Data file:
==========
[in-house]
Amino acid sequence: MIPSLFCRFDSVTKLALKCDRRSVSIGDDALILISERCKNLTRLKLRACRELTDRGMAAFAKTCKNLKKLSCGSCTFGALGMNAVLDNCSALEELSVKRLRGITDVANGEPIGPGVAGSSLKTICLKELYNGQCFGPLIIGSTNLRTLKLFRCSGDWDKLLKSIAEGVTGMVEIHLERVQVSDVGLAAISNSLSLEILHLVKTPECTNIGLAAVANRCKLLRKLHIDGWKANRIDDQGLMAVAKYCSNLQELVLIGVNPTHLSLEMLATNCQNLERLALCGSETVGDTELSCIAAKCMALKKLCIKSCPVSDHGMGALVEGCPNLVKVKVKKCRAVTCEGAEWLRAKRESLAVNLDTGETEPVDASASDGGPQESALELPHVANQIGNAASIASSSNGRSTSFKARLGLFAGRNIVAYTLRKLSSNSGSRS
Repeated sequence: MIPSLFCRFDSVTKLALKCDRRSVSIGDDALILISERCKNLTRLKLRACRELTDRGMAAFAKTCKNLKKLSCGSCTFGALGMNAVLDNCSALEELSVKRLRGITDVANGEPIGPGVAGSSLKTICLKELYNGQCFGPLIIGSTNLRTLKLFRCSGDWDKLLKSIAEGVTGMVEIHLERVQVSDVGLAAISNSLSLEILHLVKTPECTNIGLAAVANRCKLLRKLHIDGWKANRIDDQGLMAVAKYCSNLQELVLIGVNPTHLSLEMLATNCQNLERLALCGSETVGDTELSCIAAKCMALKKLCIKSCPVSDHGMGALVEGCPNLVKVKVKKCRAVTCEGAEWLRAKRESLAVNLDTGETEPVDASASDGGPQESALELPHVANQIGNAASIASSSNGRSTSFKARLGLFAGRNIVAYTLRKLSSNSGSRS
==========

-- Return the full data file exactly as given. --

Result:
[in-house]
Amino acid sequence: MIPSLFCRFDSVTKLALKCDRRSVSIGDDALILISERCKNLTRLKLRACRELTDRGMAAFAKTCKNLKKLSCGSCTFGALGMNAVLDNCSALEELSVKRLRGITDVANGEPIGPGVAGSSLKTICLKELYNGQCFGPLIIGSTNLRTLKLFRCSGDWDKLLKSIAEGVTGMVEIHLERVQVSDVGLAAISNSLSLEILHLVKTPECTNIGLAAVANRCKLLRKLHIDGWKANRIDDQGLMAVAKYCSNLQELVLIGVNPTHLSLEMLATNCQNLERLALCGSETVGDTELSCIAAKCMALKKLCIKSCPVSDHGMGALVEGCPNLVKVKVKKCRAVTCEGAEWLRAKRESLAVNLDTGETEPVDASASDGGPQESALELPHVANQIGNAASIASSSNGRSTSFKARLGLFAGRNIVAYTLRKLSSNSGSRS
Repeated sequence: MIPSLFCRFDSVTKLALKCDRRSVSIGDDALILISERCKNLTRLKLRACRELTDRGMAAFAKTCKNLKKLSCGSCTFGALGMNAVLDNCSALEELSVKRLRGITDVANGEPIGPGVAGSSLKTICLKELYNGQCFGPLIIGSTNLRTLKLFRCSGDWDKLLKSIAEGVTGMVEIHLERVQVSDVGLAAISNSLSLEILHLVKTPECTNIGLAAVANRCKLLRKLHIDGWKANRIDDQGLMAVAKYCSNLQELVLIGVNPTHLSLEMLATNCQNLERLALCGSETVGDTELSCIAAKCMALKKLCIKSCPVSDHGMGALVEGCPNLVKVKVKKCRAVTCEGAEWLRAKRESLAVNLDTGETEPVDASASDGGPQESALELPHVANQIGNAASIASSSNGRSTSFKARLGLFAGRNIVAYTLRKLSSNSGSRS